• South Window

    Arches

    National Park Utah

There are park alerts in effect.
hide Alerts »
  • Extreme Fire Danger

    Due to extremely dry conditions, fire restrictions are in effect in all national park units in Southeast Utah. More »

Claret Cup

Echinocereus triglochidiatus

Echinocereus triglochidiatus var. melancanthus

Family: Cactaceae - Cactus Family

Perennial herbaceous succulents; 3.2” to 6” (8 to 15 centimeters) tall; 1.2” to 2.4” (3 to 6 centimeters) thick

Leaves: spines are modified leaves; has fleshy pads, 9 or 10 ribs

Flowers: showy; red; generally bisexual, petaloid sepals; stamens numerous, 1 style; flowers 0.2” to 0.3” (5 to 7.5 mm) long

Pollinators: other genuses in this family are pollinated by insects

Fruits: large dry or fleshy many-seeded berry

Blooms in Arches National Park: April, May, June

Habitat in Arches National Park: desert shrub and pinyon-juniper communities

Location seen: Delicate Arch Viewpoint, Courthouse Wash rock art panel, Freshwater Canyon , outside Arches National Park on the trail to Corona Arch and on Rough & Rocky Mesa

Other: The genus name, “Echinocereus”, is from the Greek “echinos” which means “hedgehog” referring to this plant's resemblance to the animal. The species name, “triglochidiatus”, means “with three barbed bristles” coming from the Greek "tri" which means “three” and “glochis” which means “a point” referring to the straight spines arranged in clusters of three. The variety name, “melanacanthus”, means a “black spine”.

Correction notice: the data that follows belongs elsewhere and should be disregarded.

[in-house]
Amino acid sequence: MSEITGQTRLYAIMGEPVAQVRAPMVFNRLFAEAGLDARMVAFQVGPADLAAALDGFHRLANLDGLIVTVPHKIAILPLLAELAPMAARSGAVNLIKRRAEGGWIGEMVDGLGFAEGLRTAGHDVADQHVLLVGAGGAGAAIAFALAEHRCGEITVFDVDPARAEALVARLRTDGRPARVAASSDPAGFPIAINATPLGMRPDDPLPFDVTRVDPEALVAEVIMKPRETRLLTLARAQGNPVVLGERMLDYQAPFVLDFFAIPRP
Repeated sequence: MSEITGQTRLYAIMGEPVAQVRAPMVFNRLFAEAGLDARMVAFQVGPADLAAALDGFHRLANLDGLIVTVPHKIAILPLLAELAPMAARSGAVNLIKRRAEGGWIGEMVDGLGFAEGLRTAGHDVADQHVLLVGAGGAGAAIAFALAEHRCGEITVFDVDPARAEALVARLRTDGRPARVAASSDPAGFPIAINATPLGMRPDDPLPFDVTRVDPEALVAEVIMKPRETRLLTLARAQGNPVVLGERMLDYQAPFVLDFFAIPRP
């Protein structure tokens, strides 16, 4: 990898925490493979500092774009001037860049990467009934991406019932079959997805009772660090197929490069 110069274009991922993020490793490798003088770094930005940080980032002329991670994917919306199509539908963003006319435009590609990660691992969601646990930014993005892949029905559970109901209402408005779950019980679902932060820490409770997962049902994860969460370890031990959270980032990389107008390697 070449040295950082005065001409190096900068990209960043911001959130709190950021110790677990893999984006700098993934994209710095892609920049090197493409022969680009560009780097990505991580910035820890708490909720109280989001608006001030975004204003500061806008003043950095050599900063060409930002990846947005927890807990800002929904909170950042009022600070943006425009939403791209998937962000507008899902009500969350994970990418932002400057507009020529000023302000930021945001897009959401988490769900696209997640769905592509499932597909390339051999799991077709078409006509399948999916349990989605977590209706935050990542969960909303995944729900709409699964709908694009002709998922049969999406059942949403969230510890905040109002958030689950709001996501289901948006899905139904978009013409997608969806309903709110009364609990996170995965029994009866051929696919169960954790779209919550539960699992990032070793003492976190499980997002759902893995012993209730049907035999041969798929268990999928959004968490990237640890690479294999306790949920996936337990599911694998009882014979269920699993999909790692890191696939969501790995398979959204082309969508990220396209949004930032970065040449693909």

Root systems are shallow unless deep water. Stomates (pores) are open during the night, allowing entry of carbon dioxide, which is chemically stored; during the day the carbon dioxide is used in photosynthesis.

Did You Know?

Tadpole Shrimp

Naturally occurring sandstone basins called “potholes” collect rain water and wind-blown sediment, forming tiny ecosystems where a fascinating collection of plants and animals live. Tadpole shrimp, fairy shrimp and many insects can be found in potholes. More...